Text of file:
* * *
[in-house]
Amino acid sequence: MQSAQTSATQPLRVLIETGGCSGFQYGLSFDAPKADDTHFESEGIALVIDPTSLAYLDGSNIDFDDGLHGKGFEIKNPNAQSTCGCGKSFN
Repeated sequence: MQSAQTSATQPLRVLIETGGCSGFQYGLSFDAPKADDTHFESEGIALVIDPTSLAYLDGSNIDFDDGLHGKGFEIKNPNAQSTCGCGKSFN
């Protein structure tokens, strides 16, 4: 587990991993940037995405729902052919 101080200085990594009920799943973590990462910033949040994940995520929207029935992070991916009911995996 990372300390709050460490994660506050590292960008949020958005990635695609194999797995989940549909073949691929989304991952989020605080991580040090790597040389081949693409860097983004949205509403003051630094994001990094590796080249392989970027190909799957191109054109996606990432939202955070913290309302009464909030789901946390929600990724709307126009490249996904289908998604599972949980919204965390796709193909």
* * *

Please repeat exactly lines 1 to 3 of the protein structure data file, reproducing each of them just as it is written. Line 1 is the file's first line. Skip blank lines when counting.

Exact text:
[in-house]
Amino acid sequence: MQSAQTSATQPLRVLIETGGCSGFQYGLSFDAPKADDTHFESEGIALVIDPTSLAYLDGSNIDFDDGLHGKGFEIKNPNAQSTCGCGKSFN
Repeated sequence: MQSAQTSATQPLRVLIETGGCSGFQYGLSFDAPKADDTHFESEGIALVIDPTSLAYLDGSNIDFDDGLHGKGFEIKNPNAQSTCGCGKSFN